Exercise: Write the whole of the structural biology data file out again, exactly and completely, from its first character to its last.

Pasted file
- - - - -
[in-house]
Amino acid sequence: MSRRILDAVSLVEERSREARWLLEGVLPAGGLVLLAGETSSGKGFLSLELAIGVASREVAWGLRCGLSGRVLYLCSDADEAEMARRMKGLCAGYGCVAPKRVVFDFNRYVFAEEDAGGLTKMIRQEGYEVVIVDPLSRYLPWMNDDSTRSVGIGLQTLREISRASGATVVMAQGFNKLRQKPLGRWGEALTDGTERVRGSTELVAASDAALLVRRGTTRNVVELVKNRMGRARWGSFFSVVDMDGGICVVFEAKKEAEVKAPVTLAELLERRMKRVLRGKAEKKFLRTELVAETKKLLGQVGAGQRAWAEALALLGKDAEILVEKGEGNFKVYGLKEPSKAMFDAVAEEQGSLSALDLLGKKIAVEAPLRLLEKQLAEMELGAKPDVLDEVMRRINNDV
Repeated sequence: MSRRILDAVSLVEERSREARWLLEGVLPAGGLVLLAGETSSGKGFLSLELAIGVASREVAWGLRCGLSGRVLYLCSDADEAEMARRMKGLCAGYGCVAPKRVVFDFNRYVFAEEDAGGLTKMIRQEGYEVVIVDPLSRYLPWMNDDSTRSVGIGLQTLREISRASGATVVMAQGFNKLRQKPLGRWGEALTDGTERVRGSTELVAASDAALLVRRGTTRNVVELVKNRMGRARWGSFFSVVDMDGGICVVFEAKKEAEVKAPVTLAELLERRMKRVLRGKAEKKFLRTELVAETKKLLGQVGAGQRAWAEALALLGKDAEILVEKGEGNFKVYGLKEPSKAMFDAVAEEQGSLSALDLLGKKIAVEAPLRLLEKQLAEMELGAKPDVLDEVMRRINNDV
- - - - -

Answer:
[in-house]
Amino acid sequence: MSRRILDAVSLVEERSREARWLLEGVLPAGGLVLLAGETSSGKGFLSLELAIGVASREVAWGLRCGLSGRVLYLCSDADEAEMARRMKGLCAGYGCVAPKRVVFDFNRYVFAEEDAGGLTKMIRQEGYEVVIVDPLSRYLPWMNDDSTRSVGIGLQTLREISRASGATVVMAQGFNKLRQKPLGRWGEALTDGTERVRGSTELVAASDAALLVRRGTTRNVVELVKNRMGRARWGSFFSVVDMDGGICVVFEAKKEAEVKAPVTLAELLERRMKRVLRGKAEKKFLRTELVAETKKLLGQVGAGQRAWAEALALLGKDAEILVEKGEGNFKVYGLKEPSKAMFDAVAEEQGSLSALDLLGKKIAVEAPLRLLEKQLAEMELGAKPDVLDEVMRRINNDV
Repeated sequence: MSRRILDAVSLVEERSREARWLLEGVLPAGGLVLLAGETSSGKGFLSLELAIGVASREVAWGLRCGLSGRVLYLCSDADEAEMARRMKGLCAGYGCVAPKRVVFDFNRYVFAEEDAGGLTKMIRQEGYEVVIVDPLSRYLPWMNDDSTRSVGIGLQTLREISRASGATVVMAQGFNKLRQKPLGRWGEALTDGTERVRGSTELVAASDAALLVRRGTTRNVVELVKNRMGRARWGSFFSVVDMDGGICVVFEAKKEAEVKAPVTLAELLERRMKRVLRGKAEKKFLRTELVAETKKLLGQVGAGQRAWAEALALLGKDAEILVEKGEGNFKVYGLKEPSKAMFDAVAEEQGSLSALDLLGKKIAVEAPLRLLEKQLAEMELGAKPDVLDEVMRRINNDV